In summary, I don't like Tarantino however he has made some great films. Inglorious Basterds is not a great film however it is a passable one. It has some fantastic scenes and some of the acting from the foreign actors is stunningly good. However the problem is Quentin and someone needs to take away his fanboys and his inter textual references which are especially noticeable around the central section of this film, a section which includes many nods towards German cinema in the 30's. I'm not sure about you but I don't know that much about German cinema in the 30's and this seems purely to be there so that Tarantino can show off his intelligent. Being geeky isn't big and it isn't clever especially when it hampers the enjoyment of your audience. You're a film maker Quentin, act like it.

Wednesday, 11 August 2010

Manshackle: Issue 3

The Painter's Chronicle are delighted to be able to present Fredrick Vinecliffe-Richard's latest work of art, in Issue 3 of 'Manshackle'. Enjoy! (Click to enlarge)

Monday, 9 August 2010

Painter's Chronicle Fantasy Football

Hi Folks,

After several requests, the PC Fantasy Football League is back!

For those who didn't play last year, it's very simple!

Simply, logon to 'fantasy.premierleague.com'

Create a Username and Select Your Team

Then, join the PC League using the option on the left hand side. Our code is 738761-168148

Any problems, just send me a message and i'd be happy to help.

As always, we'll be keeping you updated with the latest league standings, on the website and on Facebook.

Good Luck!

Sven Goran-Painter

Saturday, 7 August 2010


A question that has been puzzling me a lot recently is that of immigration. The topic was long debated during the run up to the election, and was (arguably) the cause for the increased support for the racist organisations of the British National Party and the English Defence League. Also, Turkey’s recent application for EU membership (and the challenging of this by the French and German governments) means that the question is being discussed all over again. Whenever this issue is being discussed it seems to be taken as read that immigration needs to be stopped to prevent unemployment amongst British citizens, but I’m not sure that that is the case.
First things first I would like to clear up that erroneous, clich├ęd and frankly ridiculous argument that England, or Britain as the case may be, ‘belongs’ to you. For some unfathomable reason people seem to think that in being born in a country gives you possession of it. As the comedian Russell Howard puts it, it’s not as if you chose to be born here: “Mummy, point your fanny towards Dover.” A slightly less vulgar form of this argument is that as a taxpayer you have a claim on Britain.  Firstly, immigrants pay taxes just as much as the next man, and even if they didn’t your taxes don’t go towards purchasing the lump of rock and earth sticking out of the Atlantic that is Britain, nor even towards the private industries which offer many of the jobs to which this question applies, they go towards public services such as the NHS.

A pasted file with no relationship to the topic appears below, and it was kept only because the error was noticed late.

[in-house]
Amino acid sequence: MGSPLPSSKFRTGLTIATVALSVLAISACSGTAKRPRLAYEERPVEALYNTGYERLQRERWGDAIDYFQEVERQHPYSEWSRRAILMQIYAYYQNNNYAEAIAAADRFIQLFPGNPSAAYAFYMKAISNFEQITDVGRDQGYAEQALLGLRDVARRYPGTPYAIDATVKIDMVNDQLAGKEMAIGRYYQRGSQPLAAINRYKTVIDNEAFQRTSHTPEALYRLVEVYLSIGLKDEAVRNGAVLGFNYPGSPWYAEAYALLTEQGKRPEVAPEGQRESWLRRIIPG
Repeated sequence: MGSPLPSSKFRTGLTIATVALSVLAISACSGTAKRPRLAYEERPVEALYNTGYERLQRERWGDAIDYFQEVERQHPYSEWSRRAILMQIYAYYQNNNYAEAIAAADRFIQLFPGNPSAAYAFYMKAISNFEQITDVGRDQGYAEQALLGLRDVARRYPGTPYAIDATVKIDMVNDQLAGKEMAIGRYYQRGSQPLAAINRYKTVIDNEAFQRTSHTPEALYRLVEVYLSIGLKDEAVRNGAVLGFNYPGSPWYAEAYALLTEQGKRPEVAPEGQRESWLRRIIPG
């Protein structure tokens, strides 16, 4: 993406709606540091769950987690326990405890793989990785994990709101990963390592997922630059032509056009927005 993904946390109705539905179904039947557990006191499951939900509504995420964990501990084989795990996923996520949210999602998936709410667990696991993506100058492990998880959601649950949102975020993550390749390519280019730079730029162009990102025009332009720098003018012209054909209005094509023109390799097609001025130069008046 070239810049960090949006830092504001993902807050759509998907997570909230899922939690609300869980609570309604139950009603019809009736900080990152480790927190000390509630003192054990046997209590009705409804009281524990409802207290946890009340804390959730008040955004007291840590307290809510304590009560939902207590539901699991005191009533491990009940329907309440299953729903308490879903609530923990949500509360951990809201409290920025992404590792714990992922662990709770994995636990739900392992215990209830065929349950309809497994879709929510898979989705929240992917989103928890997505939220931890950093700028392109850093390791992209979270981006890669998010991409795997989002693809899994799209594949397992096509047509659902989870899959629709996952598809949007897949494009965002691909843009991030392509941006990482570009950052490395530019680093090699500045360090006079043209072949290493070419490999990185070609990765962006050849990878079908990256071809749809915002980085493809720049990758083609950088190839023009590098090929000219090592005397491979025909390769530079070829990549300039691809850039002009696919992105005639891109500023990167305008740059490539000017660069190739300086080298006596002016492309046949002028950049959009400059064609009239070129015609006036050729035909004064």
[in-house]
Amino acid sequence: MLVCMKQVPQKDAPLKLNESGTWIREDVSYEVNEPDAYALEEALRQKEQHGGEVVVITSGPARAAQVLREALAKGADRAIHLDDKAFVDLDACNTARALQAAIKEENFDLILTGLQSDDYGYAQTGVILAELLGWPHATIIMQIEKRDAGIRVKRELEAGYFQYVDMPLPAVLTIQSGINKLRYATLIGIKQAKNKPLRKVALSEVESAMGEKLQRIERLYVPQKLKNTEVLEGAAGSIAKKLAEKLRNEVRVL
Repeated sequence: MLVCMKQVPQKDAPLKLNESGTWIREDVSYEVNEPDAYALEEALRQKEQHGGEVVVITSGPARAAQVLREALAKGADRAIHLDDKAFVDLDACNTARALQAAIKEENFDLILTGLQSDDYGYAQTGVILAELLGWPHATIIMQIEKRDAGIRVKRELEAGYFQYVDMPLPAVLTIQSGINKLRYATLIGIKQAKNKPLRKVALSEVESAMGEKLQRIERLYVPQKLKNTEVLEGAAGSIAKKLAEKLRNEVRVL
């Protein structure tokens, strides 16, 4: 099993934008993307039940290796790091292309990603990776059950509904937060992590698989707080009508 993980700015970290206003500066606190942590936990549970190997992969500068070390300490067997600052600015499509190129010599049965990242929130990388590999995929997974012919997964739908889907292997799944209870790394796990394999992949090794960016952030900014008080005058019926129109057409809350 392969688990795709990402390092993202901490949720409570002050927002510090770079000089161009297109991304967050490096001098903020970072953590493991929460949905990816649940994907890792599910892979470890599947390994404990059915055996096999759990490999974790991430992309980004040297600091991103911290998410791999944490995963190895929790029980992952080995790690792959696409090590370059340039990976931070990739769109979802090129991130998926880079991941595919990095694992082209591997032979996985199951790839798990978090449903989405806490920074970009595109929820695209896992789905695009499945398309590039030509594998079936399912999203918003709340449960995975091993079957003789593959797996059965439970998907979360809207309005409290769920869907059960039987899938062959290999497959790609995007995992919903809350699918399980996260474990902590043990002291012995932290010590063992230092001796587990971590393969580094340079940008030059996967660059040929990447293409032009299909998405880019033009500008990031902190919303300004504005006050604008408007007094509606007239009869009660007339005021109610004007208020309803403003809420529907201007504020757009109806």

However, whilst discussing the question with my friends and colleagues the point was made that it is unfair that British citizens are forced to move away from their hometowns just to find basic employment (or more accurately, employment paying the wages they want). For a while this had me stumped. It seemed a fair point, and for a week or two it had me convinced. Being forced from your hometown causes you great cultural turmoil, and can cause families to break up and all sorts of social problems. But then I realised that this unfair and forced migration from hometowns in search of a decent wage is exactly what drives the immigrants to Britain. Yes it’s unfair and sad that British citizens have to move house to find work, but it is equally sad and unfair that Polish citizens, for example, have to move house to find work. The question we should be asking is not how to provide jobs for British citizens, but how to provide jobs for the citizens of the world. It’s time to leave chauvinistic patriotism, childishness and prejudice behind and think about immigration logically and rationally.
If you have any opinions or ideas upon this matter please share them with me, I would love to hear them. Incidentally the English Defence League are having a demonstration in Bradford soon, in which it is thought that they have the intention of inciting racial hatred and provoking a riot. The anti-fascist internet group Hope Not Hate are running a petition to ask the government to make attempts to stop them, if you would like to add your name please follow this link.
Until next time,

Callum MacRae
Website Manager - Painter's Chronicle E-Magazine